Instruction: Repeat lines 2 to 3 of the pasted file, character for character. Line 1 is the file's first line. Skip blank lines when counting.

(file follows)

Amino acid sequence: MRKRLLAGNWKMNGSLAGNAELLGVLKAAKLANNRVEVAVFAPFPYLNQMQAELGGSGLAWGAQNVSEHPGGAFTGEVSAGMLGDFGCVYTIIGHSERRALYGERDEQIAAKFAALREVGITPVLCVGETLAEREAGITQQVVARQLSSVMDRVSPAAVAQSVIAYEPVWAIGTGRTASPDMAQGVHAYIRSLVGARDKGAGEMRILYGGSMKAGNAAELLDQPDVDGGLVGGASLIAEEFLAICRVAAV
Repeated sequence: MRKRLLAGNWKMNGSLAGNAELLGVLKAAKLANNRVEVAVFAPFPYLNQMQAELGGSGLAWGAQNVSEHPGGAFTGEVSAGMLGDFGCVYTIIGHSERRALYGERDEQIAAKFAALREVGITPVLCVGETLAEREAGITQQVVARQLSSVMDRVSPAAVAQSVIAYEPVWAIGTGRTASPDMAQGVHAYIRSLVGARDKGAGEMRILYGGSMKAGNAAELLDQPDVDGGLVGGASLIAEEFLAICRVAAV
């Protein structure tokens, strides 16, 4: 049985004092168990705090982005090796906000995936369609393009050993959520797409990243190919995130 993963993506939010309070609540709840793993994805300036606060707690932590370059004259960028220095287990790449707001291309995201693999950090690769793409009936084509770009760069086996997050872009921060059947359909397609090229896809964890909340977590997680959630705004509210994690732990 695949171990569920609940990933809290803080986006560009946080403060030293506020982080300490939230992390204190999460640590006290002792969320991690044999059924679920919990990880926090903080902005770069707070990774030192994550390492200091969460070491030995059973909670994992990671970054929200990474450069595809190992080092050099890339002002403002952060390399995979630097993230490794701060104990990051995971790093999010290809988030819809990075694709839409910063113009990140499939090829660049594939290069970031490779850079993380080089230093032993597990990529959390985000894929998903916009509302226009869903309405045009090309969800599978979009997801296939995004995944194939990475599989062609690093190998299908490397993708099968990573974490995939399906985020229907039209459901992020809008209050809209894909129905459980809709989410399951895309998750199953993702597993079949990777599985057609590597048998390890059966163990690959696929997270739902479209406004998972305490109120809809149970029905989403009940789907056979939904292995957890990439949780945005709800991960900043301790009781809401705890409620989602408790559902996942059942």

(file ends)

Repeated sequence: MRKRLLAGNWKMNGSLAGNAELLGVLKAAKLANNRVEVAVFAPFPYLNQMQAELGGSGLAWGAQNVSEHPGGAFTGEVSAGMLGDFGCVYTIIGHSERRALYGERDEQIAAKFAALREVGITPVLCVGETLAEREAGITQQVVARQLSSVMDRVSPAAVAQSVIAYEPVWAIGTGRTASPDMAQGVHAYIRSLVGARDKGAGEMRILYGGSMKAGNAAELLDQPDVDGGLVGGASLIAEEFLAICRVAAV
């Protein structure tokens, strides 16, 4: 049985004092168990705090982005090796906000995936369609393009050993959520797409990243190919995130 993963993506939010309070609540709840793993994805300036606060707690932590370059004259960028220095287990790449707001291309995201693999950090690769793409009936084509770009760069086996997050872009921060059947359909397609090229896809964890909340977590997680959630705004509210994690732990 695949171990569920609940990933809290803080986006560009946080403060030293506020982080300490939230992390204190999460640590006290002792969320991690044999059924679920919990990880926090903080902005770069707070990774030192994550390492200091969460070491030995059973909670994992990671970054929200990474450069595809190992080092050099890339002002403002952060390399995979630097993230490794701060104990990051995971790093999010290809988030819809990075694709839409910063113009990140499939090829660049594939290069970031490779850079993380080089230093032993597990990529959390985000894929998903916009509302226009869903309405045009090309969800599978979009997801296939995004995944194939990475599989062609690093190998299908490397993708099968990573974490995939399906985020229907039209459901992020809008209050809209894909129905459980809709989410399951895309998750199953993702597993079949990777599985057609590597048998390890059966163990690959696929997270739902479209406004998972305490109120809809149970029905989403009940789907056979939904292995957890990439949780945005709800991960900043301790009781809401705890409620989602408790559902996942059942």